Dargan improved to 17-0, 9 KOs.  Perez surprised everyone, but fell to 16-6, 14 KOs. 

In a lightweight 4-rounder, Pitor Apostol made a successful professional debut with a split decision over Tyrell White.  It was a sloppy contest with both fighters swinging - and missing - wildly at times.  In the end, Apostol impressed Glen Feldman and Robert Paolino, both of whom scored the fight 39-37 in his favor.  However, Clark Sammartino saw the fight a 40-36 shutout for White, who fell to 0-2.  

Lightweights Joseph (Chip) Perez, 10-3-2, 3 KOs, and Agustine Mauras, 6-0-3, 3 KOs, fought to their second consecutive 6-round draw.  The pair evenly split six rounds in Boston two months ago, and it was the same story today.  The back-and-forth battle was a split verdict this time.  Judge Glen Feldman favored Mauras 58-56, while Robert Paolino posted the same score for Perez.  Don Trella's 57-57 score tied things up and made the official outcome a draw. 

In a scheduled 8-round light heavyweight fight, Sullivan Barrera extended his undefeated streak to 13 straight (13-0, 8 KOs) with a 6th round TKO of tough Eric Watkins, 10-8-1, 5 KOs.  Barrera appeared to be close to an earlier stoppage a few times in the fight, but each time Watkins survived. 

Finally early in round six, Barrera landed a one-two combination that floored Watkins and referee Arthur Mercante stopped the fight immediately.  The time was 24 seconds of the sixth round.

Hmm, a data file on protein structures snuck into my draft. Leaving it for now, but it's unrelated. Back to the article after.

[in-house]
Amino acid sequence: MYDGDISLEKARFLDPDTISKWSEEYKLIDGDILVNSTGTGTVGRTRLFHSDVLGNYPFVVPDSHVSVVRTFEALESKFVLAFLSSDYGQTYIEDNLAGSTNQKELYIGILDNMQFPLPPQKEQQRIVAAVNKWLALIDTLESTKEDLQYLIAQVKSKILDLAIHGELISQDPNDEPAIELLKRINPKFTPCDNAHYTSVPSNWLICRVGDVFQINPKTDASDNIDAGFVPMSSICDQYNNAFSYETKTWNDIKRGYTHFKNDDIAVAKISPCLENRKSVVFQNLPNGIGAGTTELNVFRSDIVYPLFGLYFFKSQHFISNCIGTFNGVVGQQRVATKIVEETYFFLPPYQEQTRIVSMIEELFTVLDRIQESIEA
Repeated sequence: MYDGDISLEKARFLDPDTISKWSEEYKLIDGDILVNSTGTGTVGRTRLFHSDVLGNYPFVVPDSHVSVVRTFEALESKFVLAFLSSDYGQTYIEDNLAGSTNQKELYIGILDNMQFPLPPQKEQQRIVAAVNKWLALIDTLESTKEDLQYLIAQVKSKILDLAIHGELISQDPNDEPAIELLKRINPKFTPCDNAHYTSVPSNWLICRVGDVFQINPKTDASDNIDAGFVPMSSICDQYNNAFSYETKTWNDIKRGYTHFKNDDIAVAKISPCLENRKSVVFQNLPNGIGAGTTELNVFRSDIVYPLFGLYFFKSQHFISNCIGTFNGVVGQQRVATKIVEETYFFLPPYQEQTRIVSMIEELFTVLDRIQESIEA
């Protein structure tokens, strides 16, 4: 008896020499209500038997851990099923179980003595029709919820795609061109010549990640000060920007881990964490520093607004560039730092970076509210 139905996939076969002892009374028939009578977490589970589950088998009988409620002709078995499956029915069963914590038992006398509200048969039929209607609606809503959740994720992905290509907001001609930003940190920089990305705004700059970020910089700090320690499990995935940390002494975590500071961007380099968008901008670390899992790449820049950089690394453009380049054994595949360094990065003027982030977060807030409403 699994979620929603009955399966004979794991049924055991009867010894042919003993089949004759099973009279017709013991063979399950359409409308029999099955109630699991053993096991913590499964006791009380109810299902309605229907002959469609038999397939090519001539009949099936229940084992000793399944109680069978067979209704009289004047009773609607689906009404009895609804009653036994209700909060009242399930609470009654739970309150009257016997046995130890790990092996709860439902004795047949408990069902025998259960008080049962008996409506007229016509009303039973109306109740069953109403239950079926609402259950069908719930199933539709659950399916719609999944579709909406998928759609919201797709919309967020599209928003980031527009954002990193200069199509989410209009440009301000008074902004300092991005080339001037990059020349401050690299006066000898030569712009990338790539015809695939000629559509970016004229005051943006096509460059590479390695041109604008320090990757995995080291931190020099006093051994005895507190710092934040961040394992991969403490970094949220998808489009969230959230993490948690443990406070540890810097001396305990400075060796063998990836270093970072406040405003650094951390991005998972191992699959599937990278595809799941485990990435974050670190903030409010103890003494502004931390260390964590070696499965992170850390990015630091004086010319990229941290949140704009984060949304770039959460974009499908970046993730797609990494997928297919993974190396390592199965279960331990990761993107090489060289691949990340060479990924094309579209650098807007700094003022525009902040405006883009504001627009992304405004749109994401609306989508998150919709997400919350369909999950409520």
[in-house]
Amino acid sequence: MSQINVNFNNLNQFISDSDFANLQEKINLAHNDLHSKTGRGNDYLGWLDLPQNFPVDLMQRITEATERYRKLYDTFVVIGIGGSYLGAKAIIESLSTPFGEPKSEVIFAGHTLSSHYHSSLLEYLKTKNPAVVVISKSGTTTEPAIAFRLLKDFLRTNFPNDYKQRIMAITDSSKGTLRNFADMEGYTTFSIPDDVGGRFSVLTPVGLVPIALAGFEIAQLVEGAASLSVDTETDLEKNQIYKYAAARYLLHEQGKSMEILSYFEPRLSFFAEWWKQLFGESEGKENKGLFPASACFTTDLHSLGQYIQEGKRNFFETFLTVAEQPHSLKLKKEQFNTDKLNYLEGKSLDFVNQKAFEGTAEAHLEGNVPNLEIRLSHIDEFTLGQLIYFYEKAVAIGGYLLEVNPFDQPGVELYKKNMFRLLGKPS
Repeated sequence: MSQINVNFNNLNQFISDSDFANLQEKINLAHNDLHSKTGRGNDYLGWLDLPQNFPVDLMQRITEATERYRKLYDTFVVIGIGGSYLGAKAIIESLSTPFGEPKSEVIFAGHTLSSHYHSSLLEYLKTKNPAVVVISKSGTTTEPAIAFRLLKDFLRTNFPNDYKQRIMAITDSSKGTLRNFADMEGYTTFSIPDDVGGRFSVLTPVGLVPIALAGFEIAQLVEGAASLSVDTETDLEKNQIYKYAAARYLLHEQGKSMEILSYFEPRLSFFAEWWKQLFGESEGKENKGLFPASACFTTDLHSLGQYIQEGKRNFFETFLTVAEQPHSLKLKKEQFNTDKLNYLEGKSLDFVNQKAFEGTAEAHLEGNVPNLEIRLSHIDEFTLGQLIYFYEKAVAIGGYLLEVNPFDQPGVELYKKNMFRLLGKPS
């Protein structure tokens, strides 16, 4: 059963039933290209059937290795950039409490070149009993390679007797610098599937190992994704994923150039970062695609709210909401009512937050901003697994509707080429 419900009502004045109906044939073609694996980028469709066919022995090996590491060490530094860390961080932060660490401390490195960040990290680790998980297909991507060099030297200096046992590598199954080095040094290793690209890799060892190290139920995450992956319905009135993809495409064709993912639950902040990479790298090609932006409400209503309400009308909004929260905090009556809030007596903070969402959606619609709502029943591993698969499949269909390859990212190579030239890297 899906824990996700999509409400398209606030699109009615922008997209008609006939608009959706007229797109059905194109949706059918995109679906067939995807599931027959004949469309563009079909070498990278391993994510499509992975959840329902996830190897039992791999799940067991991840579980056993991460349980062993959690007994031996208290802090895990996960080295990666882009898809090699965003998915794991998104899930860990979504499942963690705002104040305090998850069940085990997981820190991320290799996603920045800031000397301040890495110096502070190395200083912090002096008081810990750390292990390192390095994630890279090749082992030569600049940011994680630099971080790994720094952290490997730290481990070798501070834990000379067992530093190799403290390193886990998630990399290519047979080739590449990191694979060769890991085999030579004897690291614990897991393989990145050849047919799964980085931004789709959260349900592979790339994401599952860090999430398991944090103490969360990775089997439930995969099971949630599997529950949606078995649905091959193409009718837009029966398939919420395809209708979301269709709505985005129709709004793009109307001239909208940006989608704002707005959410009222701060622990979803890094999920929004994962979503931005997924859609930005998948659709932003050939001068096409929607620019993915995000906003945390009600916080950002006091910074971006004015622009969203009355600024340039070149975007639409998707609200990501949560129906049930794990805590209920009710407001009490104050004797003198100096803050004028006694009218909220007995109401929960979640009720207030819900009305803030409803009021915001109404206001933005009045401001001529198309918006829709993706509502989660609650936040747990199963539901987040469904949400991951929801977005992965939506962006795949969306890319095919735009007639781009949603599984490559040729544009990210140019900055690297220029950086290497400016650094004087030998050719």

In the first bout of the day, New Haven, CT southpaw Charles Foster made short work of Robert Jackson of Hampton, VA.  Foster hit Jackson with a straight left just before a thudding right hook landed and wobbled him backward.  In a delayed reaction, Jackson floated back to the ropes and gently down to the floor. 

Jackson regained his feet, but after Foster landed a single overhand right, referee Arthur Mercante stopped the fight.  The time was 1:51 of round one. 

Foster remained undefeated, 6-0, 3 KOs.  Jackson fell to 0-2. 

In the walkout bout, middleweight David Wilson defeated Anthony Everett by 4-round unanimous decision to improve his record to 4-0.  All three judges scored the fight 40-36 for Wilson.  Everett remained winless at 0-2. 




John DiSanto - Mashantucket, CT - September 20, 2014
Photos by Emily Harney /